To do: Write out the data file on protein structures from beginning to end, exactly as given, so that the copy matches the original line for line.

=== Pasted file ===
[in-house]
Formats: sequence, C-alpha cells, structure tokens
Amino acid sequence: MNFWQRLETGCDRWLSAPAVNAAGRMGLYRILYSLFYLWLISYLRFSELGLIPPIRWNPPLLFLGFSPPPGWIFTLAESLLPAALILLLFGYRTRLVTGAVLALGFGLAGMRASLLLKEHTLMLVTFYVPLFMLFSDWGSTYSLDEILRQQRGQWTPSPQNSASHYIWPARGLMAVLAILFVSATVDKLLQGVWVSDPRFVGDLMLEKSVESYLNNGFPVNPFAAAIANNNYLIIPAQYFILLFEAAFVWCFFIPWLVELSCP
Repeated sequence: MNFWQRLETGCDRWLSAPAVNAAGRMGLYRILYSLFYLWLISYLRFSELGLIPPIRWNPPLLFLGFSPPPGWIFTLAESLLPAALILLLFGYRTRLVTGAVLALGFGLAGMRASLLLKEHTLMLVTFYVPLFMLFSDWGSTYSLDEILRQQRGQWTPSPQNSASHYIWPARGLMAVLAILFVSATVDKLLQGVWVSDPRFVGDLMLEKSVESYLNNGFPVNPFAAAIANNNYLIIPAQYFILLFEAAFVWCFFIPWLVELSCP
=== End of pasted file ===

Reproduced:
[in-house]
Formats: sequence, C-alpha cells, structure tokens
Amino acid sequence: MNFWQRLETGCDRWLSAPAVNAAGRMGLYRILYSLFYLWLISYLRFSELGLIPPIRWNPPLLFLGFSPPPGWIFTLAESLLPAALILLLFGYRTRLVTGAVLALGFGLAGMRASLLLKEHTLMLVTFYVPLFMLFSDWGSTYSLDEILRQQRGQWTPSPQNSASHYIWPARGLMAVLAILFVSATVDKLLQGVWVSDPRFVGDLMLEKSVESYLNNGFPVNPFAAAIANNNYLIIPAQYFILLFEAAFVWCFFIPWLVELSCP
Repeated sequence: MNFWQRLETGCDRWLSAPAVNAAGRMGLYRILYSLFYLWLISYLRFSELGLIPPIRWNPPLLFLGFSPPPGWIFTLAESLLPAALILLLFGYRTRLVTGAVLALGFGLAGMRASLLLKEHTLMLVTFYVPLFMLFSDWGSTYSLDEILRQQRGQWTPSPQNSASHYIWPARGLMAVLAILFVSATVDKLLQGVWVSDPRFVGDLMLEKSVESYLNNGFPVNPFAAAIANNNYLIIPAQYFILLFEAAFVWCFFIPWLVELSCP